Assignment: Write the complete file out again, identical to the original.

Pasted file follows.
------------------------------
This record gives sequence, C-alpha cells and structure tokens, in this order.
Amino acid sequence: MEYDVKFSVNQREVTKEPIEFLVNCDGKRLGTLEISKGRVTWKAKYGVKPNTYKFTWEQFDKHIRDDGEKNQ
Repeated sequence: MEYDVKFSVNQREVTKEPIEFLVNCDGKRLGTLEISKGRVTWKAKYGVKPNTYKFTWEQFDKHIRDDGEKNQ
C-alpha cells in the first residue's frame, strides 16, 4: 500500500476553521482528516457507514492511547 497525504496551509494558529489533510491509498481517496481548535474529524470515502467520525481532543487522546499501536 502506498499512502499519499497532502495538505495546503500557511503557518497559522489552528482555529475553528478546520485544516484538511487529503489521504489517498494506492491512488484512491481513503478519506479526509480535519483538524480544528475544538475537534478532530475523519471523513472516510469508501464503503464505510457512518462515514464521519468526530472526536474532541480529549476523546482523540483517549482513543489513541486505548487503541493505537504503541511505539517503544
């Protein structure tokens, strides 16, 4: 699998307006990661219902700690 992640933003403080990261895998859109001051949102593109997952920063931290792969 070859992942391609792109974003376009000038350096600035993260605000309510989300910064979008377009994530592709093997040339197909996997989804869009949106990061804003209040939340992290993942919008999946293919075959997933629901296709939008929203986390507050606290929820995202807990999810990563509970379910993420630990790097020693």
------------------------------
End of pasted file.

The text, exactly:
This record gives sequence, C-alpha cells and structure tokens, in this order.
Amino acid sequence: MEYDVKFSVNQREVTKEPIEFLVNCDGKRLGTLEISKGRVTWKAKYGVKPNTYKFTWEQFDKHIRDDGEKNQ
Repeated sequence: MEYDVKFSVNQREVTKEPIEFLVNCDGKRLGTLEISKGRVTWKAKYGVKPNTYKFTWEQFDKHIRDDGEKNQ
C-alpha cells in the first residue's frame, strides 16, 4: 500500500476553521482528516457507514492511547 497525504496551509494558529489533510491509498481517496481548535474529524470515502467520525481532543487522546499501536 502506498499512502499519499497532502495538505495546503500557511503557518497559522489552528482555529475553528478546520485544516484538511487529503489521504489517498494506492491512488484512491481513503478519506479526509480535519483538524480544528475544538475537534478532530475523519471523513472516510469508501464503503464505510457512518462515514464521519468526530472526536474532541480529549476523546482523540483517549482513543489513541486505548487503541493505537504503541511505539517503544
């Protein structure tokens, strides 16, 4: 699998307006990661219902700690 992640933003403080990261895998859109001051949102593109997952920063931290792969 070859992942391609792109974003376009000038350096600035993260605000309510989300910064979008377009994530592709093997040339197909996997989804869009949106990061804003209040939340992290993942919008999946293919075959997933629901296709939008929203986390507050606290929820995202807990999810990563509970379910993420630990790097020693």